2018 French Grand Prix interactive data: lap charts, times and tyres

2018 French Grand Prix

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While Lewis Hamilton romped to a decisive French Grand Prix win which restored him to the head of the points tables, the two drivers who started closest to him had to climb back to the the front after their first-lap collision.

Despite a five-second penalty for hitting Valtteri Bottas at the first corner, Sebastian Vettel made it to a damage-limiting fifth place. Bottas, who was compromised more seriously by the contact, ended up seventh.

As was widely expected, one-stop strategies were favoured throughout the field, and drivers were able to use which combination of ultra-soft, super-soft and soft tyres suited them best. Sergey Sirotkin did almost the entire race distance on a single set of soft tyres.

Ferrari performed the quickest pit stop of the race for Kimi Raikkonen. He left his pit stop late, emerging on a fresher set of tyres than his rivals, which allowed him to successfully pass Daniel Ricciardo for third place.

However Vettel’s two visits two the pits were the slowest of the race – one of these was because he had to serve a five-second penalty for the Bottas collision.

Bottas set the fastest lap of the race for Mercedes, though Max Verstappen was just five-hundredths of a second away from setting another fastest lap for Red Bull.

Explore the French Grand Prix in greater detail with the interactive graphs and tables below.

2018 French Grand Prix lap chart

The positions of each driver on every lap. Click name to highlight, right-click to reset. Toggle drivers using controls below:

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2018 French Grand Prix race chart

The gaps between each driver on every lap compared to the leader’s average lap time. Very large gaps omitted. Scroll to zoom, drag to pan and right-click to reset. Toggle drivers using controls below:

2018 French Grand Prix lap times

All the lap times by the drivers (in seconds, very slow laps excluded). Scroll to zoom, drag to pan and toggle drivers using the control below:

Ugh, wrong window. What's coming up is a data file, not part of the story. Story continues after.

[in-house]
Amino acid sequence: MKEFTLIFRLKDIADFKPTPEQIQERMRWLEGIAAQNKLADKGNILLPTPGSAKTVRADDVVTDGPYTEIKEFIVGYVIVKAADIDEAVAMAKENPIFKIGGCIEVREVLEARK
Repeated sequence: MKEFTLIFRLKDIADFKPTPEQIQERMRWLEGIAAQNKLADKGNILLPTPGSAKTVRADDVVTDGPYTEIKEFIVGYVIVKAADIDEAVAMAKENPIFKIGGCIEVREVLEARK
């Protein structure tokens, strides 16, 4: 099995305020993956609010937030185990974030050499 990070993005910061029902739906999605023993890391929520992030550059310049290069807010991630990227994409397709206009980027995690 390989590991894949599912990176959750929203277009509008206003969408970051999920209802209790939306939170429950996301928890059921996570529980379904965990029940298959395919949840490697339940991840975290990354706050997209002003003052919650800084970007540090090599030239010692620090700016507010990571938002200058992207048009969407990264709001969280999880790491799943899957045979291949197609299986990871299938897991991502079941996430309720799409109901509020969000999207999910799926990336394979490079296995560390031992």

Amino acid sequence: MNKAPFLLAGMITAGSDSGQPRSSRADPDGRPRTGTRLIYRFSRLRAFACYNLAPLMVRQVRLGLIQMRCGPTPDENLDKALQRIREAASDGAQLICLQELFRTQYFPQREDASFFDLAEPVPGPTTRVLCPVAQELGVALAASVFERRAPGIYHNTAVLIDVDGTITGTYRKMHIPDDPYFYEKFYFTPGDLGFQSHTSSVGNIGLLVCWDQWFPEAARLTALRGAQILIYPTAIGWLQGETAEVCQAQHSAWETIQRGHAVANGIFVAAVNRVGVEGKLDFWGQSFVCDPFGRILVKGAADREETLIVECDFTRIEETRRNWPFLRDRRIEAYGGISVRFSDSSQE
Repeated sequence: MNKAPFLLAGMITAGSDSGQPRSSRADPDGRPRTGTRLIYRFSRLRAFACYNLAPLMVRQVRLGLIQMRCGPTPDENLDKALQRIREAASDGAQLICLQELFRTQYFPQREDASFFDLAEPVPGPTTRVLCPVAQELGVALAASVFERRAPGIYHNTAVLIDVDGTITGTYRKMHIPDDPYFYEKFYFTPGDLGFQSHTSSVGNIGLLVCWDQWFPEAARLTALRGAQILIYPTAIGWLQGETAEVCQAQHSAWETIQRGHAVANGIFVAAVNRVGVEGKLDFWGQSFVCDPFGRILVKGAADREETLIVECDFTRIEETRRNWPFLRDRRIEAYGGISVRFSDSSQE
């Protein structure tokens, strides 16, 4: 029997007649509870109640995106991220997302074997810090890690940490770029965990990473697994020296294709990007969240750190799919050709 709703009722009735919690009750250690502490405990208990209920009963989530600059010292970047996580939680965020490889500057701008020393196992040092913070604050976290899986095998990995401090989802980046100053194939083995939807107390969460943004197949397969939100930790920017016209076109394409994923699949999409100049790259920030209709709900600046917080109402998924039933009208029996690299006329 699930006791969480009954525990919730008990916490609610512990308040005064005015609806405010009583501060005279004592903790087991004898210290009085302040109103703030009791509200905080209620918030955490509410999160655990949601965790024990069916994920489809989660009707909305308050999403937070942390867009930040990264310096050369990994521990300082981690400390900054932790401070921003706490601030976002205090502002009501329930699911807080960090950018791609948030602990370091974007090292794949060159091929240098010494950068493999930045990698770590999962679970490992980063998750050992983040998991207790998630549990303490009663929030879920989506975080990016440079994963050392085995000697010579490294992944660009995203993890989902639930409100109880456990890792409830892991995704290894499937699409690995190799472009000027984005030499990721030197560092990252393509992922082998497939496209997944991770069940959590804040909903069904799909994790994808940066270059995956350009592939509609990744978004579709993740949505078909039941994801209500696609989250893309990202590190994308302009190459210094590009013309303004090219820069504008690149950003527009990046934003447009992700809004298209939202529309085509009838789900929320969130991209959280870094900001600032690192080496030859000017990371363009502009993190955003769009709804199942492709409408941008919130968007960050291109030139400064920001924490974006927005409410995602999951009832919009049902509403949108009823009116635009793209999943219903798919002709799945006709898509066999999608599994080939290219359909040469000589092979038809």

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2018 French Grand Prix fastest laps

Each driver’s fastest lap:

Rank Driver Car Fastest lap Gap On lap
1 Valtteri Bottas Mercedes 1’34.225 41
2 Max Verstappen Red Bull-TAG Heuer 1’34.275 0.050 47
3 Kimi Raikkonen Ferrari 1’34.398 0.173 48
4 Sebastian Vettel Ferrari 1’34.485 0.260 42
5 Lewis Hamilton Mercedes 1’34.509 0.284 49
6 Fernando Alonso McLaren-Renault 1’35.133 0.908 48
7 Daniel Ricciardo Red Bull-TAG Heuer 1’35.382 1.157 37
8 Kevin Magnussen Haas-Ferrari 1’35.425 1.200 50
9 Carlos Sainz Jnr Renault 1’35.638 1.413 46
10 Romain Grosjean Haas-Ferrari 1’35.695 1.470 47
11 Nico Hulkenberg Renault 1’35.873 1.648 46
12 Charles Leclerc Sauber-Ferrari 1’35.977 1.752 45
13 Marcus Ericsson Sauber-Ferrari 1’36.494 2.269 37
14 Stoffel Vandoorne McLaren-Renault 1’36.675 2.450 48
15 Brendon Hartley Toro Rosso-Honda 1’36.839 2.614 40
16 Sergey Sirotkin Williams-Mercedes 1’38.300 4.075 35
17 Sergio Perez Force India-Mercedes 1’38.319 4.094 25
18 Lance Stroll Williams-Mercedes 1’38.319 4.094 35
19 Esteban Ocon Force India-Mercedes
20 Pierre Gasly Toro Rosso-Honda

2018 French Grand Prix tyre strategies

The tyre strategies for each driver:

Stint 1 Stint 2 Stint 3
Esteban Ocon
Pierre Gasly
Sergio Perez Soft (27)
Lance Stroll Ultra soft (1) Soft (47)
Fernando Alonso Super soft (1) Soft (45) Ultra soft (4)
Lewis Hamilton Super soft (33) Soft (20)
Max Verstappen Super soft (25) Soft (28)
Romain Grosjean Ultra soft (34) Super soft (18)
Kimi Raikkonen Ultra soft (34) Super soft (19)
Stoffel Vandoorne Super soft (40) Ultra soft (12)
Daniel Ricciardo Super soft (28) Soft (25)
Marcus Ericsson Super soft (35) Ultra soft (17)
Brendon Hartley Ultra soft (38) Super soft (14)
Sergey Sirotkin Ultra soft (1) Soft (51)
Sebastian Vettel Ultra soft (1) Soft (39) Ultra soft (13)
Kevin Magnussen Ultra soft (28) Soft (25)
Valtteri Bottas Super soft (1) Soft (38) Super soft (14)
Carlos Sainz Jnr Ultra soft (26) Soft (27)
Nico Hulkenberg Soft (37) Ultra soft (16)
Charles Leclerc Ultra soft (31) Super soft (22)

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2018 French Grand Prix pit stop times

How long each driver’s pit stops took:

Driver Team Pit stop time Gap On lap